I am writing in response to the titah delivered by His Majesty Sultan Haji Hassanal Bolkiah Mu’izzaddin Waddaulah ibni Al-Marhum Sultan Haji Omar ‘Ali Saifuddien Sa’adul Khairi Waddien, Sultan and Yang Di-Pertuan of Brunei Darussalam during his surprise visit to Unified National Networks Sdn Bhd (UNN) on Thursday.
I found myself nodding to a lot of points that His Majesty touched on, especially the part about employing foreign talents to help raise the skills of the local workforce. I find optimism in knowing a few companies that are doing exactly that – focussing efforts on ensuring that their employees are receiving the necessary training from the expats.
Let’s start with the premise that all foreign professionals accept their offers to work here in the hope of honing the skills of the Bruneian workforce. Companies understand that having expats in the office is just one part of the equation; and the other – more crucial – part is having the right team of locals to train up. So they adopt a sound recruitment process of communicating with respective department heads regarding the traits and skills necessary to fill those roles, and off they go in screening all candidates for those pre-requisites. Once hired, the grooming begins. The expats are there to transfer all their knowledge and skills to these local employees, in the hope that someday, these Bruneians will fill the roles of the expats and train up the next generation of locals.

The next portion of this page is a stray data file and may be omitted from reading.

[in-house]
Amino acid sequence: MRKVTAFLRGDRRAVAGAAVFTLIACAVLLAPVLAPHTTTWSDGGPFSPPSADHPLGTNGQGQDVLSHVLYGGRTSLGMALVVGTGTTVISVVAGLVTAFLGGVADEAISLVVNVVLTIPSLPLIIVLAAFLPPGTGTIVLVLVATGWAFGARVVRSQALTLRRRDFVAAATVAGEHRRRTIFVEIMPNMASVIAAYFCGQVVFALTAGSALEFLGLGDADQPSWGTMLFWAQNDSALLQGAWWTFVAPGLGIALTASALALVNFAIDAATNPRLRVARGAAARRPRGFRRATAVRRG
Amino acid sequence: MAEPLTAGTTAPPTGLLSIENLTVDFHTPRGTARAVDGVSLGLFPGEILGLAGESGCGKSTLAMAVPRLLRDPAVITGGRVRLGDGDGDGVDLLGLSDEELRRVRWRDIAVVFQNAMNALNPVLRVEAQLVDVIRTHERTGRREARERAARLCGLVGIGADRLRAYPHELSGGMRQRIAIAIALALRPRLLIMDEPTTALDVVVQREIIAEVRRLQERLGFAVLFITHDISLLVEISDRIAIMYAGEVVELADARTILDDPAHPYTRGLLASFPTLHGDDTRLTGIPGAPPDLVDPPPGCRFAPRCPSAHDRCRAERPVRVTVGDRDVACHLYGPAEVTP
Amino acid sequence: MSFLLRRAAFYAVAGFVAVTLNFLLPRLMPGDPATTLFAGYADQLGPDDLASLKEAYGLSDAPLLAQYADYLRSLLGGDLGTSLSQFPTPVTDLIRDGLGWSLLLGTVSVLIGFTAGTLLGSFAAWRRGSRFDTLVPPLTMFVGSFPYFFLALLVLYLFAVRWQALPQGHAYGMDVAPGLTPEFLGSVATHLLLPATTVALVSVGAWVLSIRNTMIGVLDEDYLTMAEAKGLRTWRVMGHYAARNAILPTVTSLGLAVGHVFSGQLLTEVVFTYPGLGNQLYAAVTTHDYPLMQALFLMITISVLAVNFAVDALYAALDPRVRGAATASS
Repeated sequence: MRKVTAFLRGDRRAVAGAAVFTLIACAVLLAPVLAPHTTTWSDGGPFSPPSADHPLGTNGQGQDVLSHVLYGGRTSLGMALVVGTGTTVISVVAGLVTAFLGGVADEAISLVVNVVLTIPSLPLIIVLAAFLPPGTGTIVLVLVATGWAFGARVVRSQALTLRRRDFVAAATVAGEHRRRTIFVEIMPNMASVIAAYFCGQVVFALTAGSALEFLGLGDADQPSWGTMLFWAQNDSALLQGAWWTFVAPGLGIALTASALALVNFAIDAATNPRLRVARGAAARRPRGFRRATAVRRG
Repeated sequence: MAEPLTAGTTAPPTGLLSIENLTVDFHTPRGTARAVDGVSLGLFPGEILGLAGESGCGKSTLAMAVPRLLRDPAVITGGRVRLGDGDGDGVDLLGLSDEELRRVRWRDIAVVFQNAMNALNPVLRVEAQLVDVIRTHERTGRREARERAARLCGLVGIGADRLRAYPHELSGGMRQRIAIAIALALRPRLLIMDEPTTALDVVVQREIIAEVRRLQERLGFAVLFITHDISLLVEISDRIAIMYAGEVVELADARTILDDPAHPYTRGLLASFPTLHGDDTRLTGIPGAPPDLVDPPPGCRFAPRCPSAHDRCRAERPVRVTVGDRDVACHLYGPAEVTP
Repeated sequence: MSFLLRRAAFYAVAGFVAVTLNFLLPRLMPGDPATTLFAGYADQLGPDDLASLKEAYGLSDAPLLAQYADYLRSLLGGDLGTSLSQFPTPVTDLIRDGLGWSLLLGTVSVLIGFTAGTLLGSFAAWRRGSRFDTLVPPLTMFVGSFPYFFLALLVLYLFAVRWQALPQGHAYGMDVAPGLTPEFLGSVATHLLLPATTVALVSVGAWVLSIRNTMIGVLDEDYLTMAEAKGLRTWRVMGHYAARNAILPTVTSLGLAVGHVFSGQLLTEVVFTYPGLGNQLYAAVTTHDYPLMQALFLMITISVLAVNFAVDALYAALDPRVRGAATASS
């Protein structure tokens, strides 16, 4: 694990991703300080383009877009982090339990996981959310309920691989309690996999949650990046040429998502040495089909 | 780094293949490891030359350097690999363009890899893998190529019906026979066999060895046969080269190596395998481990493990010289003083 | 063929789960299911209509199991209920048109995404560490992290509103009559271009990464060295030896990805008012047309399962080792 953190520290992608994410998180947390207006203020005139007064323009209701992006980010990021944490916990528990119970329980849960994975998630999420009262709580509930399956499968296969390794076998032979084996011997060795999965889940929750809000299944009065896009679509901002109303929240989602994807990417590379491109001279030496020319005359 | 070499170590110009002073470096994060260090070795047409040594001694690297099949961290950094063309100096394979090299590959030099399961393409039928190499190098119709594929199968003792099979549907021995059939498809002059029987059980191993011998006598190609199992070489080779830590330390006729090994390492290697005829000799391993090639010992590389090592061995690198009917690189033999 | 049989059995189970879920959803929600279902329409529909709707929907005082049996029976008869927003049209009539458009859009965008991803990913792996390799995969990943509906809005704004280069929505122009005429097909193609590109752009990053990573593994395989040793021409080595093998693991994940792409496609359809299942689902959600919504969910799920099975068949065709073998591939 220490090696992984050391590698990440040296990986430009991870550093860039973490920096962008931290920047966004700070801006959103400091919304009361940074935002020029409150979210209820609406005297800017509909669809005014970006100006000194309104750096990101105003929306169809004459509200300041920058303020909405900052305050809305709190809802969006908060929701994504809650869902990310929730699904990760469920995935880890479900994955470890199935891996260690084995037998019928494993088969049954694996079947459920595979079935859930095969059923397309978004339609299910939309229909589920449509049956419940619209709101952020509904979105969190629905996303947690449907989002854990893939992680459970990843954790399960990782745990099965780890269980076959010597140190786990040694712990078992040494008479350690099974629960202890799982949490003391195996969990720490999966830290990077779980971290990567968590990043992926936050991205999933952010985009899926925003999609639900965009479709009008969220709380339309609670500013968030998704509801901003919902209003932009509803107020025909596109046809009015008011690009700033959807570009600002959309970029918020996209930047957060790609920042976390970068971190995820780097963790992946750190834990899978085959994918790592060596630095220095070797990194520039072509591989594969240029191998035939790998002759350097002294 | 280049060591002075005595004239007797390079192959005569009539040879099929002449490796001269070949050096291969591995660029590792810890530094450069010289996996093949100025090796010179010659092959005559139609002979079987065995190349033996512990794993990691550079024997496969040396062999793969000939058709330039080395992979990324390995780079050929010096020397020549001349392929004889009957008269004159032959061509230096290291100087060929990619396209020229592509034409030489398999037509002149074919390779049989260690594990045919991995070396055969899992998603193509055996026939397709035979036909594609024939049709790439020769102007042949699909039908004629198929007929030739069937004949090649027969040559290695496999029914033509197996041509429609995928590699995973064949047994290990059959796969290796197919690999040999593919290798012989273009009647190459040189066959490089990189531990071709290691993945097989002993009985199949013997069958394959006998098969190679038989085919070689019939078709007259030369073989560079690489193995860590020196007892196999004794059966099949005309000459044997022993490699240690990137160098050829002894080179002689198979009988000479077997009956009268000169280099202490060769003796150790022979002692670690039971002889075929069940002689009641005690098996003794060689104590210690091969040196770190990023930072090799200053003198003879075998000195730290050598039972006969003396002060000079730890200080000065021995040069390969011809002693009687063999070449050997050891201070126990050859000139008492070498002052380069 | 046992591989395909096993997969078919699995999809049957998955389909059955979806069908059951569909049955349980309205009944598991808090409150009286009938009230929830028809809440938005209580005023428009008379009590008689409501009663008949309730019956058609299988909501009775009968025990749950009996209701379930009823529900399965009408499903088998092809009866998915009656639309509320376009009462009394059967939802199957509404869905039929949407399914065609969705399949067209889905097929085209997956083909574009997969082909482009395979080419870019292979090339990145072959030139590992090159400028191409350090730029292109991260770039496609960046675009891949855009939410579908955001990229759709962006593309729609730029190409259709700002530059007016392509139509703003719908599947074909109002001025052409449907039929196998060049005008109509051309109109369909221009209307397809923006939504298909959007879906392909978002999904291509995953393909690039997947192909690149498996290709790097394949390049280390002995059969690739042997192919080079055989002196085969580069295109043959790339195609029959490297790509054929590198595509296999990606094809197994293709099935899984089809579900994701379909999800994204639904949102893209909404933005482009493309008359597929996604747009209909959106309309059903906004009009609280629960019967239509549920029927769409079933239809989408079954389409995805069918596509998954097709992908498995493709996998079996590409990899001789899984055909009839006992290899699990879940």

However, not all companies practise such a recruitment process. Some rely heavily on the human resource department to do the hiring, leading to employee-job mismatches. For example, a sales job naturally requires someone who is good at interacting with people.
What if a highly-reclusive person was given the offer? Even the best salesman would have trouble training the new hire without first attempting to change the person to fit the role. It would be a miserable situation for both parties, and even more costly for the company due to the lack of productivity.
A foreign friend was in the exact position when he was working here. As an experienced engineer, he was tasked to ensure locals would succeed him. However, since he wasn’t privy to the hiring process, he had to make do with the team given. Some would quit after a few months, others would continue to show little progress. It was a vicious cycle that he had no power to stop. After 28 years of frustration, he called it quit.
I’m not saying that all expats are cut from the same cloth; some are indeed here solely for the money. But ultimately, it is up to the companies to decide whether to keep them on payroll, based on what they want to achieve in the future. If the main objective is to ensure full localisation, then the management and department heads will have to be more involved in the hiring process now to make sure the right people are brought in and supported throughout their tenures.